By Beth Kahn and Sigalit Shoghi, Morris Polich & Purdy LLP
The California Court of Appeal has sent employers a message to be vigilant in following their policies and attentive to employees who request time off for medical conditions. See how the court’s ruling against a California university is a good reminder for other employers in the Golden State.
A recent ruling against the University of California at San Diego (UCSD) made clear that an employer bears the burden to inquire further when an employee makes an ambiguous request for time off for a medical condition. The case also shows how broad the duty to accommodate can be and how dangerous it is to make any derogatory comments about disabilities.
Employee with a Vested Liability
Deborah Moore began working in UCSD’s Marketing and Communications department in 2008. In February 2010, she became the director of Marketing. In June 2010, Kimberly Kennedy was hired as the new executive director and became Moore’s supervisor. A few months later, Moore was diagnosed with a heart condition and began wearing a monitor called a LifeVest®.
Moore met with Kennedy and explained that she could perform her work despite having to wear the LifeVest. After their meeting, Kennedy asked HR what to do about an employee “with adverse health issues.” A few weeks later, when Moore informed Kennedy that she no longer needed to wear the LifeVest, Kennedy told her that she had been in touch with HR about how to handle her as a “liability to the department.”
According to Moore, her relationship with Kennedy changed after her supervisor became aware of her heart condition. For example, Kennedy criticized her work, took away some of her responsibilities, and assigned her work to freelancers. In November 2010, Kennedy demoted her through a restructuring.
A month later, Moore informed Kennedy that she would likely need to have a pacemaker surgically implanted in early 2011 and would therefore need a few days off work. They didn’t discuss the request further. In February 2011, Kennedy took steps to have Moore’s position eliminated. UCSD’s policy requires that layoffs be effected in reverse order of seniority, but an employee may be retained irrespective of seniority if he or she possesses special skills, knowledge, or abilities. Although Moore was senior to another coworker who performed the same duties, she was selected for layoff.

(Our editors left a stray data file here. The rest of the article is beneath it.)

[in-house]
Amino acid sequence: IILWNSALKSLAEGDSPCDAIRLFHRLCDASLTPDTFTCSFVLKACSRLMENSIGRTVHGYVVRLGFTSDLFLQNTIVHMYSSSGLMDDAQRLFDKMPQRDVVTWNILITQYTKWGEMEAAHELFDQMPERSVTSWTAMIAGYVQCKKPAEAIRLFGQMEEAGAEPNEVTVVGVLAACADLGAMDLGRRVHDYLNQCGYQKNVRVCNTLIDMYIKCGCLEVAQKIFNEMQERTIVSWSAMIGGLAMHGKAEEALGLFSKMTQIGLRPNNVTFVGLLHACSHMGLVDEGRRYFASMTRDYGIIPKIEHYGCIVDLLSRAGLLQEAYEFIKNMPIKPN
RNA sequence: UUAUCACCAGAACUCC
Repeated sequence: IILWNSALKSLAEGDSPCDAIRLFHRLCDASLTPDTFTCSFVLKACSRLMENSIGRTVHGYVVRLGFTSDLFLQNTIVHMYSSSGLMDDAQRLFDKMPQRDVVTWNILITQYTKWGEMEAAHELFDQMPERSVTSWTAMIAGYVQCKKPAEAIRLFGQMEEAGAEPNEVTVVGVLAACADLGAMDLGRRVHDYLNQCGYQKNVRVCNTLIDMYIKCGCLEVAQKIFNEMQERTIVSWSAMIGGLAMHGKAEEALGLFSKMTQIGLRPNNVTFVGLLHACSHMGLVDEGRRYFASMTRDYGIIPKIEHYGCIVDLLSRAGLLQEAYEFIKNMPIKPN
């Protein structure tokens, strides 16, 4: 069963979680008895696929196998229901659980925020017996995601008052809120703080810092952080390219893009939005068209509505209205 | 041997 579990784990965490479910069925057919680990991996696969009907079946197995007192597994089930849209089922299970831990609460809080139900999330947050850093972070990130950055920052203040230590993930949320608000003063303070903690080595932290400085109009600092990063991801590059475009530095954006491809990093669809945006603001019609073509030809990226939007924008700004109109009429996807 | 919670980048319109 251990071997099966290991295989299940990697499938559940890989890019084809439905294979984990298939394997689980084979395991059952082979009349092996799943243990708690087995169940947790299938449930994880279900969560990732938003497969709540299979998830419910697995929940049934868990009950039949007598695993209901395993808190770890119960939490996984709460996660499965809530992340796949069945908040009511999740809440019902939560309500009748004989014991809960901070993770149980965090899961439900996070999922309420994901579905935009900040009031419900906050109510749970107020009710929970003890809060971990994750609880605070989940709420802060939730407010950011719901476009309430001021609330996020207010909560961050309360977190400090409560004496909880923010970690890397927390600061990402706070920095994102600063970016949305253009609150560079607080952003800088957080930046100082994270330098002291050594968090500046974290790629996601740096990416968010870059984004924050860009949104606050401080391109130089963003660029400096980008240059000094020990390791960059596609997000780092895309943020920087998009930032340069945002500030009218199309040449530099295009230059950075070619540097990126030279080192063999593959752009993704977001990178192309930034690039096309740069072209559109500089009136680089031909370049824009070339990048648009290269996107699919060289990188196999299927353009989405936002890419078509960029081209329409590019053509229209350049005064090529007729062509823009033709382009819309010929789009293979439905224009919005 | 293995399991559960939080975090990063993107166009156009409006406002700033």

Consistent with UCSD policy, HR asked Kennedy to explain why Moore should be laid off instead of her coworker despite her seniority. Kennedy responded that there was no need for two director positions, but she didn’t explain the special skills Moore’s coworker possessed that Moore did not.
UCSD also has a policy requiring that laid-off employees be given preferential opportunities for reassignment, transfer, and a right of “recall” to a job in the same classification that opens up after the layoff. Although the department hired eight more employees, Moore was never considered for any of those positions even though she had the required background.
Moore filed a complaint alleging claims for (1) disability discrimination, (2) failure to accommodate, (3) failure to engage in the interactive process, (4) retaliation in violation of the California Fair Employment and Housing Act (FEHA), (5) interference with the California Family Rights Act (CFRA), and (6) retaliation in violation of the CFRA. The trial court dismissed her case without a trial. Moore appealed, and the California Court of Appeal agreed with her, sending the case back to the trial court.
Read on for more details in the case.